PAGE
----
If there is no demand for our product and service in the market; if our organization, platform, manufacturing or technology is obsolete or ahead of its time; if our product is out-competed in price, quality, or service -- positive thinking and attitude will not save the organization. If government strategy, policies, and programs are not aligned with the reality in the market and community then joyous acclamation of jobs and aluminum smelters will not help. Of course neither will negativism.

The critical factor, whether things are apparently going well, or the financial statement already shows problems, is to know and recognize the strategic issues the organization is facing and revise the business plan to adapt to reality.

We want to encourage positive thinking and attitudes in ourselves and in our organization. At the same time we want to prevent positive and wishful thinking from deceiving reality and masking the real issues in the marketplace, finances, organization, or technology. Once we have identified the real issues we can direct positive thinking toward positive solutions.


What steps can we take to ensure that we are identifying and recognizing the real issues and are formulating and implementing the best possible solutions?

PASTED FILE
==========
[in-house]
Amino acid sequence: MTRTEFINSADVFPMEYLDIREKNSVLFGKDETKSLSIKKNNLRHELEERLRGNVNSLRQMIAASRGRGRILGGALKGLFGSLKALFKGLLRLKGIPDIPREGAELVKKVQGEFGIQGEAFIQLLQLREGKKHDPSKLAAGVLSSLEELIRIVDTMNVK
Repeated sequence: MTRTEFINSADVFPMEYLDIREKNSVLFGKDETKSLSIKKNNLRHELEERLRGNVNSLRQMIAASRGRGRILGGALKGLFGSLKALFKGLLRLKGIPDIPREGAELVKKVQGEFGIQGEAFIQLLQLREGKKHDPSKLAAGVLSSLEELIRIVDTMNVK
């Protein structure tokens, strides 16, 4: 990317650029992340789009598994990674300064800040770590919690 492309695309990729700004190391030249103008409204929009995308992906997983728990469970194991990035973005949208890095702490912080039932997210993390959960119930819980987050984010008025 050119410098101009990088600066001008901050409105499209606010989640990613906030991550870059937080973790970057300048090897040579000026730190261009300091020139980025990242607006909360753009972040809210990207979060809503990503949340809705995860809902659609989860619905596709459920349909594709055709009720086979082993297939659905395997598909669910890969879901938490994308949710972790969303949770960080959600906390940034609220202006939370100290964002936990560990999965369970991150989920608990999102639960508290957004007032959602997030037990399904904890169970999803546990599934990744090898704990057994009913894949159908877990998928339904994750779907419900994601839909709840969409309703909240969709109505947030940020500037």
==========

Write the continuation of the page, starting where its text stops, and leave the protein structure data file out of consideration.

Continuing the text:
The first step is to ensure that we have a strategic audit and analysis system to positively identify the issues the company and organization is facing across all disciplines. A strategic audit, analysis, and planning process across the organization from the market to MIS, human resources, manufacturing, and technology will ensure that the strategic issues and long and short term problems are identified; preventing wishful thinking from deceiving reality.

All interest groups: the owners, shareholders, employees, investors, directors, management, banks, suppliers, employees, and the community rely on management knowing the strategic issues the company is facing, and secondly that they apply realistic solutions.

In the same fashion, the community and taxpayers depend on each level of government to have a similar process.